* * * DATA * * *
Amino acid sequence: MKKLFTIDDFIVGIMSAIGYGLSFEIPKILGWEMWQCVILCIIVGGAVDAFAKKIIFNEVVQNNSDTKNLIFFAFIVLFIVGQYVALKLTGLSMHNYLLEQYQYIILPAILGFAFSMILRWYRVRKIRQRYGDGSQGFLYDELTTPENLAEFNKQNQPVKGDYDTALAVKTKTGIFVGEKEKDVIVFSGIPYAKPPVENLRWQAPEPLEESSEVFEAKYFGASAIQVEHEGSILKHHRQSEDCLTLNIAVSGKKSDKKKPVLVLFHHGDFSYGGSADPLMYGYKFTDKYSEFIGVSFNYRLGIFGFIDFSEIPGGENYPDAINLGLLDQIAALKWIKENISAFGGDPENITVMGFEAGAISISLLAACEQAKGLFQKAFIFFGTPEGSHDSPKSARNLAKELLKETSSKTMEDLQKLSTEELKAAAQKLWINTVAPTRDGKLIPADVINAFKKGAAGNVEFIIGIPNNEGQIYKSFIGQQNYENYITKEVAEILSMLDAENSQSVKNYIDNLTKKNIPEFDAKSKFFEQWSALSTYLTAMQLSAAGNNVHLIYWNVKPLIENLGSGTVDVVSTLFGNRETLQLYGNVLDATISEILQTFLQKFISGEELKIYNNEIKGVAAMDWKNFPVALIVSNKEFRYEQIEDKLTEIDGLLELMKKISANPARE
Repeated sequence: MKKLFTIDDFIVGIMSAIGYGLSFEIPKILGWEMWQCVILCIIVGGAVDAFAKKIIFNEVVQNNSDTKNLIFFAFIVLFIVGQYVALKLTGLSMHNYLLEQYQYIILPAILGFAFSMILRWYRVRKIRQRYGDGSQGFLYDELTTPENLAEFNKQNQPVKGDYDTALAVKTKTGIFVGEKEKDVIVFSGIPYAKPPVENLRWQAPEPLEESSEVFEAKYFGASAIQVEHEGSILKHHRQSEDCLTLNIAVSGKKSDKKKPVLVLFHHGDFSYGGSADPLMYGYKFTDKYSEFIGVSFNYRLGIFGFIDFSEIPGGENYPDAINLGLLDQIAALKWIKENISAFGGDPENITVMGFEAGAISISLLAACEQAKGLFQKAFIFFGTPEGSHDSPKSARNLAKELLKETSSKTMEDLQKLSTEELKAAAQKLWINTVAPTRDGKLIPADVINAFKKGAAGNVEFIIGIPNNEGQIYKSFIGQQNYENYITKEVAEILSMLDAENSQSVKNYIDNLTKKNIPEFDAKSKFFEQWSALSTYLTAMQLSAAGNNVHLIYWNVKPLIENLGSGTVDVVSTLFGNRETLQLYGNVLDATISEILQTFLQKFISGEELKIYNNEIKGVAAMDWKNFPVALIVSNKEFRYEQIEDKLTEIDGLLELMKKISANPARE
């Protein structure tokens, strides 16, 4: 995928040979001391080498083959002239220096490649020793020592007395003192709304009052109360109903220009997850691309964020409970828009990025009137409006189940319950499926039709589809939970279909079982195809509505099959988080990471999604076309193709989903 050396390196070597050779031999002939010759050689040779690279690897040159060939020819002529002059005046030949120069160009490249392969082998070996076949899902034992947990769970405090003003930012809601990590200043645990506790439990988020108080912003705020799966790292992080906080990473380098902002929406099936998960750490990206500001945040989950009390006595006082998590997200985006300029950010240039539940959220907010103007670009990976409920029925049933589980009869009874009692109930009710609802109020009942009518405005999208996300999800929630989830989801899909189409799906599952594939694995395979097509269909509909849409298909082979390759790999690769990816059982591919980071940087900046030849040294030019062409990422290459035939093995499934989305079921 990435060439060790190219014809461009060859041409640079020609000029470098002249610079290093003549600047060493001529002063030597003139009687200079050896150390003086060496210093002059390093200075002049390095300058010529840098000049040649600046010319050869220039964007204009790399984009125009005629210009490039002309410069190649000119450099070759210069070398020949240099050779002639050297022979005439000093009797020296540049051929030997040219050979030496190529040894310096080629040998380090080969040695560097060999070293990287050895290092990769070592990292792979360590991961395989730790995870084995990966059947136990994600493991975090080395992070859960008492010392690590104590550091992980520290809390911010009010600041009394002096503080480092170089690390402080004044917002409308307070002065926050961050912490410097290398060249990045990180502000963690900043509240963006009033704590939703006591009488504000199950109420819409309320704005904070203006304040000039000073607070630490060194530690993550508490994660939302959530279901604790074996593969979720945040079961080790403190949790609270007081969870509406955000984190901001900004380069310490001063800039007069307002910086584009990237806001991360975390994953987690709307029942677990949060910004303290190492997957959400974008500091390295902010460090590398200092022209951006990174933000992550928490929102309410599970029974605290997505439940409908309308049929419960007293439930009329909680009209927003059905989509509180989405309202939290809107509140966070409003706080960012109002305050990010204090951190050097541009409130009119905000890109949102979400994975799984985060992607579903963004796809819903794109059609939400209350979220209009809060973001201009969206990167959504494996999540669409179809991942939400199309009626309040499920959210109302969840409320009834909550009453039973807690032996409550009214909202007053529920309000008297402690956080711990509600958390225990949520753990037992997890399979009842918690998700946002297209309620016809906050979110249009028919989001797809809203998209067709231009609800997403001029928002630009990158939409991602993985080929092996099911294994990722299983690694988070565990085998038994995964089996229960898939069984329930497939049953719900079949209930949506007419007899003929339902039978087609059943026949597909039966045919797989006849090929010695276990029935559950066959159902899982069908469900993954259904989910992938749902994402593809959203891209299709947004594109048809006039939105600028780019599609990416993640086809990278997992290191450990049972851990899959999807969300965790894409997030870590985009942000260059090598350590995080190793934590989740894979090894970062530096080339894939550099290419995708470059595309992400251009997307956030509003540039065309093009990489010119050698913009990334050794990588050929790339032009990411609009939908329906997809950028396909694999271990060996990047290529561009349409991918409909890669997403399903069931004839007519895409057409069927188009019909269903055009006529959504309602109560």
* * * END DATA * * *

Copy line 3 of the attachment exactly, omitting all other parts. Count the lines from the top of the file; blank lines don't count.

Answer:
């Protein structure tokens, strides 16, 4: 995928040979001391080498083959002239220096490649020793020592007395003192709304009052109360109903220009997850691309964020409970828009990025009137409006189940319950499926039709589809939970279909079982195809509505099959988080990471999604076309193709989903 050396390196070597050779031999002939010759050689040779690279690897040159060939020819002529002059005046030949120069160009490249392969082998070996076949899902034992947990769970405090003003930012809601990590200043645990506790439990988020108080912003705020799966790292992080906080990473380098902002929406099936998960750490990206500001945040989950009390006595006082998590997200985006300029950010240039539940959220907010103007670009990976409920029925049933589980009869009874009692109930009710609802109020009942009518405005999208996300999800929630989830989801899909189409799906599952594939694995395979097509269909509909849409298909082979390759790999690769990816059982591919980071940087900046030849040294030019062409990422290459035939093995499934989305079921 990435060439060790190219014809461009060859041409640079020609000029470098002249610079290093003549600047060493001529002063030597003139009687200079050896150390003086060496210093002059390093200075002049390095300058010529840098000049040649600046010319050869220039964007204009790399984009125009005629210009490039002309410069190649000119450099070759210069070398020949240099050779002639050297022979005439000093009797020296540049051929030997040219050979030496190529040894310096080629040998380090080969040695560097060999070293990287050895290092990769070592990292792979360590991961395989730790995870084995990966059947136990994600493991975090080395992070859960008492010392690590104590550091992980520290809390911010009010600041009394002096503080480092170089690390402080004044917002409308307070002065926050961050912490410097290398060249990045990180502000963690900043509240963006009033704590939703006591009488504000199950109420819409309320704005904070203006304040000039000073607070630490060194530690993550508490994660939302959530279901604790074996593969979720945040079961080790403190949790609270007081969870509406955000984190901001900004380069310490001063800039007069307002910086584009990237806001991360975390994953987690709307029942677990949060910004303290190492997957959400974008500091390295902010460090590398200092022209951006990174933000992550928490929102309410599970029974605290997505439940409908309308049929419960007293439930009329909680009209927003059905989509509180989405309202939290809107509140966070409003706080960012109002305050990010204090951190050097541009409130009119905000890109949102979400994975799984985060992607579903963004796809819903794109059609939400209350979220209009809060973001201009969206990167959504494996999540669409179809991942939400199309009626309040499920959210109302969840409320009834909550009453039973807690032996409550009214909202007053529920309000008297402690956080711990509600958390225990949520753990037992997890399979009842918690998700946002297209309620016809906050979110249009028919989001797809809203998209067709231009609800997403001029928002630009990158939409991602993985080929092996099911294994990722299983690694988070565990085998038994995964089996229960898939069984329930497939049953719900079949209930949506007419007899003929339902039978087609059943026949597909039966045919797989006849090929010695276990029935559950066959159902899982069908469900993954259904989910992938749902994402593809959203891209299709947004594109048809006039939105600028780019599609990416993640086809990278997992290191450990049972851990899959999807969300965790894409997030870590985009942000260059090598350590995080190793934590989740894979090894970062530096080339894939550099290419995708470059595309992400251009997307956030509003540039065309093009990489010119050698913009990334050794990588050929790339032009990411609009939908329906997809950028396909694999271990060996990047290529561009349409991918409909890669997403399903069931004839007519895409057409069927188009019909269903055009006529959504309602109560």